Watch Out for Not-Me Syndrome
September 7, 2012 At a recent Families That Can meeting, with the new school year beginning, we happened upon the topic of the importance of making families feel welcome at their school. Who is responsible for welcoming families - both new and returning - every day? You can probably guess where the discussion led. "It's the front office staff members' job to make sure people feel welcome." "Students should say hello to people on campus." "The principal should send an all-call welcome on the first day of school."
We were all convinced of two things: It was someone else's job to take care of that (not so) little problem and "Someone Else" wasn't getting the job done!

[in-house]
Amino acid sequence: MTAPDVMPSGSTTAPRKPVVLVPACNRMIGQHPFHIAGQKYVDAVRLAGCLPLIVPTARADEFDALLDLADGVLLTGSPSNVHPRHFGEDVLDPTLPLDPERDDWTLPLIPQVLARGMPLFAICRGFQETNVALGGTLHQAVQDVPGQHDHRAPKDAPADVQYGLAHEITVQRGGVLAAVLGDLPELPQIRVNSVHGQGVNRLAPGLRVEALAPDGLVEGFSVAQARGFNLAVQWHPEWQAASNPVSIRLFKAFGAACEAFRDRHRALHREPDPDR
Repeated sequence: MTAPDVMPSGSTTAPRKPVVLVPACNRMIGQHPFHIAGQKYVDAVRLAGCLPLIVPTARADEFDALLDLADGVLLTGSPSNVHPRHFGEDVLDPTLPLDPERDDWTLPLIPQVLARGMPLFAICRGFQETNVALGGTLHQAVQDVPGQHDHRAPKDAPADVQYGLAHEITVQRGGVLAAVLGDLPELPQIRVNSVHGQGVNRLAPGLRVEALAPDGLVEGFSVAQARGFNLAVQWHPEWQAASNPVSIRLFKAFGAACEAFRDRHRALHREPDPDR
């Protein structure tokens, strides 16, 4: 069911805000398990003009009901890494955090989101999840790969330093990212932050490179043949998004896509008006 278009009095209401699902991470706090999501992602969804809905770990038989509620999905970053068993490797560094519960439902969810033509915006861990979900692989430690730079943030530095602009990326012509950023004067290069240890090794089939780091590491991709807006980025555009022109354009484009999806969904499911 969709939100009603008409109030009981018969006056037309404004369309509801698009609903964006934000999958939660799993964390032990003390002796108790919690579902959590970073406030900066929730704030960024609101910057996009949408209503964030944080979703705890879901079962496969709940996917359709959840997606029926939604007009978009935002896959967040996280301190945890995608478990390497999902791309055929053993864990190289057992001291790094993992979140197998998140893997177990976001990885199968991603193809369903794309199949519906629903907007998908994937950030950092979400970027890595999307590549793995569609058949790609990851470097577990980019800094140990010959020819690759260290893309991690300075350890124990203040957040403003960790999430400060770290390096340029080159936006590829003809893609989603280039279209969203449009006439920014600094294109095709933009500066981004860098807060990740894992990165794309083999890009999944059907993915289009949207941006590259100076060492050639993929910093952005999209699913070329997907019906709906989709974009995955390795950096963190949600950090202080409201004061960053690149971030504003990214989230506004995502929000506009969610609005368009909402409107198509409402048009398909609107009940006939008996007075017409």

Soon enough, we all started to realize we had become temporarily infected with Not-Me Syndrome. Not-Me Syndrome is characterized by finger pointing and shirking of responsibilities. Prolonged cases of Not-Me Syndrome keep schools free of parent leadership.
As we talked, we each realized that we could wait around and blame others or we could take ownership of the task of welcoming families to the school. Every day.
- Does your school do something special to make sure parents and the larger community feel welcome? Think about the following:
- Does your school's physical environment say "Welcome"? How does it accomplish that?
- Are parents and other visitors treated in special ways?
- Do you go out of your way to welcome parents and community members who might otherwise feel uncomfortable in your school?
- Do you have a committee (or an individual) charged with making sure that visitors feel welcome?